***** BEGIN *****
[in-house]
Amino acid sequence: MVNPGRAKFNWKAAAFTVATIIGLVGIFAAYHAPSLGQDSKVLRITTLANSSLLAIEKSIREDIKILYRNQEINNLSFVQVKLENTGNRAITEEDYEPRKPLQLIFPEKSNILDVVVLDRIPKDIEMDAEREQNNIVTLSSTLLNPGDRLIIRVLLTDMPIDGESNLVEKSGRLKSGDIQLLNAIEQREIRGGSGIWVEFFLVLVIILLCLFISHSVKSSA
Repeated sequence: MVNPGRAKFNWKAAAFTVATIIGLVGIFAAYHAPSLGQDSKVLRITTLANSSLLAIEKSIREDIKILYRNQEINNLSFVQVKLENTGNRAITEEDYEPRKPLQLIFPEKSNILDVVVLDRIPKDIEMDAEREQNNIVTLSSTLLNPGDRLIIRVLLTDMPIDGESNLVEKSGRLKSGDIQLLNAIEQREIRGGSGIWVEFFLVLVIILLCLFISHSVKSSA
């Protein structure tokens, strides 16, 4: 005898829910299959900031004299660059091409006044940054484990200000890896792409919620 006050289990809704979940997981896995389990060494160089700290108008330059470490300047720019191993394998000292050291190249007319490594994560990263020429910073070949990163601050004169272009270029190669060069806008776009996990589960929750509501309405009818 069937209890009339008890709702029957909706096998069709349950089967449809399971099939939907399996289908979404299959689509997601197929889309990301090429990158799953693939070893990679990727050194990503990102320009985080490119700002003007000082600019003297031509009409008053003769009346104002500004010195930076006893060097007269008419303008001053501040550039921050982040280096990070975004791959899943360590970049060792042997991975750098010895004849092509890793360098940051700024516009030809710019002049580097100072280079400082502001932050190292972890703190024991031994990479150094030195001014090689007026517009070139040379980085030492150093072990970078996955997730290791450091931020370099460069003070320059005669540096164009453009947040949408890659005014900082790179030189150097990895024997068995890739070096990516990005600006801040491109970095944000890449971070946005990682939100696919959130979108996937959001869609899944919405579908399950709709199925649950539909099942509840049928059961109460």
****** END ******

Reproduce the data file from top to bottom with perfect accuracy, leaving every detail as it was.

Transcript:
[in-house]
Amino acid sequence: MVNPGRAKFNWKAAAFTVATIIGLVGIFAAYHAPSLGQDSKVLRITTLANSSLLAIEKSIREDIKILYRNQEINNLSFVQVKLENTGNRAITEEDYEPRKPLQLIFPEKSNILDVVVLDRIPKDIEMDAEREQNNIVTLSSTLLNPGDRLIIRVLLTDMPIDGESNLVEKSGRLKSGDIQLLNAIEQREIRGGSGIWVEFFLVLVIILLCLFISHSVKSSA
Repeated sequence: MVNPGRAKFNWKAAAFTVATIIGLVGIFAAYHAPSLGQDSKVLRITTLANSSLLAIEKSIREDIKILYRNQEINNLSFVQVKLENTGNRAITEEDYEPRKPLQLIFPEKSNILDVVVLDRIPKDIEMDAEREQNNIVTLSSTLLNPGDRLIIRVLLTDMPIDGESNLVEKSGRLKSGDIQLLNAIEQREIRGGSGIWVEFFLVLVIILLCLFISHSVKSSA
């Protein structure tokens, strides 16, 4: 005898829910299959900031004299660059091409006044940054484990200000890896792409919620 006050289990809704979940997981896995389990060494160089700290108008330059470490300047720019191993394998000292050291190249007319490594994560990263020429910073070949990163601050004169272009270029190669060069806008776009996990589960929750509501309405009818 069937209890009339008890709702029957909706096998069709349950089967449809399971099939939907399996289908979404299959689509997601197929889309990301090429990158799953693939070893990679990727050194990503990102320009985080490119700002003007000082600019003297031509009409008053003769009346104002500004010195930076006893060097007269008419303008001053501040550039921050982040280096990070975004791959899943360590970049060792042997991975750098010895004849092509890793360098940051700024516009030809710019002049580097100072280079400082502001932050190292972890703190024991031994990479150094030195001014090689007026517009070139040379980085030492150093072990970078996955997730290791450091931020370099460069003070320059005669540096164009453009947040949408890659005014900082790179030189150097990895024997068995890739070096990516990005600006801040491109970095944000890449971070946005990682939100696919959130979108996937959001869609899944919405579908399950709709199925649950539909099942509840049928059961109460």